• index. Sets the variable name that is used to identify the current loop number.

  • from. Identifies the beginning of the index.

  • to. Identifies the end of the index loop.

Consider the following example of an Index loop.

Listing 4.5. Index Loop

<cfoutput> 
   <cfloop index="i" from="1" to="5"> 
         Current loop index value = #i# 
   </cfloop> 
</cfoutput> 

When we run Listing 4.5, we get a simple output of the index values, as shown in Figure 4.1.

Figure 4.1. Result of using an index loop.


Conditional Loop

A Conditional loop is a loop that continues to run and execute all code within the loop until the specified condition is evaluated as FALSE. For that reason, each loop should change the value that the condition evaluates. When the condition is no longer TRUE, the loop ends and the remainder of the template is executed. The conditional loop is also known as the While loop. See Listing 4.6.

Listing 4.6. Conditional Loop

<!DOCTYPE HTML PUBLIC "-//W3C//DTD HTML 4.01 Transitional//EN"> 
<html> 
<head> 
        <title>ColdFusion Conditional Loop</title> 
</head> 
<body> 
<cfset variables.loopcount=1> 
<cfloop condition="variables.loopcount LESS THAN OR EQUAL TO 5"> 
         Current condition loopcount value = <cfoutput>#variables.loopcount#</cfoutput> 
    <br><br> 
    <cfset variables.loopcount= variables.loopcount+1> 
</cfloop> 
</body>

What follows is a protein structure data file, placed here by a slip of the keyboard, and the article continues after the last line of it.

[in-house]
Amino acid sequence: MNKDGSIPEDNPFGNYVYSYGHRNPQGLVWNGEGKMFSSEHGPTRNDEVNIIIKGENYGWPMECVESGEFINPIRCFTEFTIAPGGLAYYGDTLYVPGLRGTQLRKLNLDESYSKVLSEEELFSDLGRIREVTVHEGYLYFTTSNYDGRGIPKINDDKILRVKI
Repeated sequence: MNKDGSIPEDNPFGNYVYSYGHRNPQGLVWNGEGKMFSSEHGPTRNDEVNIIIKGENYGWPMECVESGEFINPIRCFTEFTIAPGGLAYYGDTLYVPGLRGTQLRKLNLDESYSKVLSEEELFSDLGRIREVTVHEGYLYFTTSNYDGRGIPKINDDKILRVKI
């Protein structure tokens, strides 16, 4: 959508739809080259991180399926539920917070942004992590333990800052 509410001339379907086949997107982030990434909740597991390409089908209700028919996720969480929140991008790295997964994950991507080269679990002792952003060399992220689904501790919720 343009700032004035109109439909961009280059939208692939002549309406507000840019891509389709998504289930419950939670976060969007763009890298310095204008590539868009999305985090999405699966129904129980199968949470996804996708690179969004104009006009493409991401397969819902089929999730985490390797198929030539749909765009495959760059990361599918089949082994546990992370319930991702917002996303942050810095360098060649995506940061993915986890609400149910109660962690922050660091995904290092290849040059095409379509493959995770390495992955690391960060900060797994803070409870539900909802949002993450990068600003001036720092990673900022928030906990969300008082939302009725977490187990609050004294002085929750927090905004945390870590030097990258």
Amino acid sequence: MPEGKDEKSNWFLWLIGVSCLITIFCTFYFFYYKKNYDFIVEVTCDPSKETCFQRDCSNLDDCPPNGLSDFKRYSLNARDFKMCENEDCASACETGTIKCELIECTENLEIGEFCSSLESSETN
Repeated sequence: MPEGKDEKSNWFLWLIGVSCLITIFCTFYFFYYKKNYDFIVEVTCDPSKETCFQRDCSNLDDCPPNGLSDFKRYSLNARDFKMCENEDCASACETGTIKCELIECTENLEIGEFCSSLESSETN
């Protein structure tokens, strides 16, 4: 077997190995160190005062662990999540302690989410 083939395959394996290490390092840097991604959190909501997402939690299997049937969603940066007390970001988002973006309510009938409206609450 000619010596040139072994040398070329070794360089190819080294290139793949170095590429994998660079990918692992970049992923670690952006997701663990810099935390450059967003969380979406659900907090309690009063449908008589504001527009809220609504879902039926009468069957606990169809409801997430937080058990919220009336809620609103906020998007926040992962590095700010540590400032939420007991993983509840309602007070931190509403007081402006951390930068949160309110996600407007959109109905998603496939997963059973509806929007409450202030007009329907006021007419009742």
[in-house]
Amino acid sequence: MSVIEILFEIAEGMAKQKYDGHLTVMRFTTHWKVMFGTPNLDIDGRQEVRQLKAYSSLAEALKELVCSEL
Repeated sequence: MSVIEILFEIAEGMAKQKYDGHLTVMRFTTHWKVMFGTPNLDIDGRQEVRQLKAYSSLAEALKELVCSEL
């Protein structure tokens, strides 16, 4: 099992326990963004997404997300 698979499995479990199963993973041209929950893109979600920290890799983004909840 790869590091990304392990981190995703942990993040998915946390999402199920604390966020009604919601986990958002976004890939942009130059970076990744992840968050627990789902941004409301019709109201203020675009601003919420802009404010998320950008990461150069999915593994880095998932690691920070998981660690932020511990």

</html> 

					  

Listing 4.6 is a bit different from our last example in Listing 4.5, but it renders very similar results on the screen (see Figure 4.2).

Figure 4.2. Conditional loop output.


Query Loop

The Query loop can be used if you have a ColdFusion query object through which to loop. A Query loop iterates for every record returned in the query result set. In this case, the CFLOOP output is the same as the CFOUTPUT with the query attribute. The Query loop enables you to loop over tags, just as with CFOUTPUT, that might not be nested within a CFOUTPUT except where you use the QUERY and group attributes within the outer CFOUTPUT tag.

Listing 4.7. Query Loop

<!DOCTYPE HTML PUBLIC "-//W3C//DTD HTML 4.01 Transitional//EN"> 
<html> 
<head> 
        <title>ColdFusion Template Syntax</title> 
</head> 
<body> 
<!--- Get User Records ---> 
<cfquery name="getUsers" datasource="ICFMX"> 
   SELECT * 
   FROM Users 
</cfquery> 
<!--- Get User Records ---> 
<cfoutput> 
   <cfloop query="getUsers"> 
       #getUsers.UserFirstName# #getUsers.UserLastName#  - #getUsers.UserEmail#<br> 
   </cfloop> 
</cfoutput> 
</body> 
</html> 

					  

The Query loop continues to execute for each record returned by the query and to execute all code within the loop as well. Notice that in Listing 4.7 I’ve properly scoped my output variables back to the getUsers query.